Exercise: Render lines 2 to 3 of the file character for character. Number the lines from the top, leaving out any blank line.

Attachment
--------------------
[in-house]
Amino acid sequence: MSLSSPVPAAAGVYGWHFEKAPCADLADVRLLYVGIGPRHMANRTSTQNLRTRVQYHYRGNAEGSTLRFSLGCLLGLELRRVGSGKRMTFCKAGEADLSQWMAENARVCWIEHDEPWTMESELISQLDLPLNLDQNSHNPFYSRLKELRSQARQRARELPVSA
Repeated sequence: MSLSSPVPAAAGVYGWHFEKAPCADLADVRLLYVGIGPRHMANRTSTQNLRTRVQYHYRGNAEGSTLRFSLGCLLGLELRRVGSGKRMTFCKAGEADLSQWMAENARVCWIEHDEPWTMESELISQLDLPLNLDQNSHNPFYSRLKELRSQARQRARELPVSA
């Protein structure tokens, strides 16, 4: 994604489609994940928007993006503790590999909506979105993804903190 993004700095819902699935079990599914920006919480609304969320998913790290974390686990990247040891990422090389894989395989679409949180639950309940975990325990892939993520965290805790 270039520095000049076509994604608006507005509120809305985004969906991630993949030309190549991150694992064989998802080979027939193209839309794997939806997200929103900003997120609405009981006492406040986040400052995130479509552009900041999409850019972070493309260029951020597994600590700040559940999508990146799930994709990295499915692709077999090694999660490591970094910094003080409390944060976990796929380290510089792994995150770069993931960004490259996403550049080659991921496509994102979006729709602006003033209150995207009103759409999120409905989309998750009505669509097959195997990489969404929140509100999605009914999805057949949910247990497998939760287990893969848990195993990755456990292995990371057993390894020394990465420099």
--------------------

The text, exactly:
Amino acid sequence: MSLSSPVPAAAGVYGWHFEKAPCADLADVRLLYVGIGPRHMANRTSTQNLRTRVQYHYRGNAEGSTLRFSLGCLLGLELRRVGSGKRMTFCKAGEADLSQWMAENARVCWIEHDEPWTMESELISQLDLPLNLDQNSHNPFYSRLKELRSQARQRARELPVSA
Repeated sequence: MSLSSPVPAAAGVYGWHFEKAPCADLADVRLLYVGIGPRHMANRTSTQNLRTRVQYHYRGNAEGSTLRFSLGCLLGLELRRVGSGKRMTFCKAGEADLSQWMAENARVCWIEHDEPWTMESELISQLDLPLNLDQNSHNPFYSRLKELRSQARQRARELPVSA